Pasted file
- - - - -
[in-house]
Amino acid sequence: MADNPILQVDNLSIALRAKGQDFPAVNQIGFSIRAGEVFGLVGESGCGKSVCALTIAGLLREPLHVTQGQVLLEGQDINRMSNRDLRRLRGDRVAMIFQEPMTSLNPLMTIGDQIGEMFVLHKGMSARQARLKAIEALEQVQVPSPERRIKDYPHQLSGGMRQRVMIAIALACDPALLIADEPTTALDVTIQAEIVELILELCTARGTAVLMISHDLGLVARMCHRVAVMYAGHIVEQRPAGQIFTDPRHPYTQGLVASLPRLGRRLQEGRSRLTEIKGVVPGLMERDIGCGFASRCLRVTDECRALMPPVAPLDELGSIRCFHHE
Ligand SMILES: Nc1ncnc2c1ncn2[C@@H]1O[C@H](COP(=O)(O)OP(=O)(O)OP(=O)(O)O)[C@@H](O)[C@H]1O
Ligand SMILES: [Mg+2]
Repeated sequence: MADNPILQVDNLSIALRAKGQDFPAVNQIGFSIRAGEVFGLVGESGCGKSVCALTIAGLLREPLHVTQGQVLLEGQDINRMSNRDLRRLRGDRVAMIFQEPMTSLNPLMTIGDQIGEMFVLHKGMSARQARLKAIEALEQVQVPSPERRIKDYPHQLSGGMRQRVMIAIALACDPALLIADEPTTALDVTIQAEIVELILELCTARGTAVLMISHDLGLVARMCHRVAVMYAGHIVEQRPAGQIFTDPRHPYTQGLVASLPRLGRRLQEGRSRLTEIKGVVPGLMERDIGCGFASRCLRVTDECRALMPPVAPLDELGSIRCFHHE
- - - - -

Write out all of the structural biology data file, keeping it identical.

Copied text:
[in-house]
Amino acid sequence: MADNPILQVDNLSIALRAKGQDFPAVNQIGFSIRAGEVFGLVGESGCGKSVCALTIAGLLREPLHVTQGQVLLEGQDINRMSNRDLRRLRGDRVAMIFQEPMTSLNPLMTIGDQIGEMFVLHKGMSARQARLKAIEALEQVQVPSPERRIKDYPHQLSGGMRQRVMIAIALACDPALLIADEPTTALDVTIQAEIVELILELCTARGTAVLMISHDLGLVARMCHRVAVMYAGHIVEQRPAGQIFTDPRHPYTQGLVASLPRLGRRLQEGRSRLTEIKGVVPGLMERDIGCGFASRCLRVTDECRALMPPVAPLDELGSIRCFHHE
Ligand SMILES: Nc1ncnc2c1ncn2[C@@H]1O[C@H](COP(=O)(O)OP(=O)(O)OP(=O)(O)O)[C@@H](O)[C@H]1O
Ligand SMILES: [Mg+2]
Repeated sequence: MADNPILQVDNLSIALRAKGQDFPAVNQIGFSIRAGEVFGLVGESGCGKSVCALTIAGLLREPLHVTQGQVLLEGQDINRMSNRDLRRLRGDRVAMIFQEPMTSLNPLMTIGDQIGEMFVLHKGMSARQARLKAIEALEQVQVPSPERRIKDYPHQLSGGMRQRVMIAIALACDPALLIADEPTTALDVTIQAEIVELILELCTARGTAVLMISHDLGLVARMCHRVAVMYAGHIVEQRPAGQIFTDPRHPYTQGLVASLPRLGRRLQEGRSRLTEIKGVVPGLMERDIGCGFASRCLRVTDECRALMPPVAPLDELGSIRCFHHE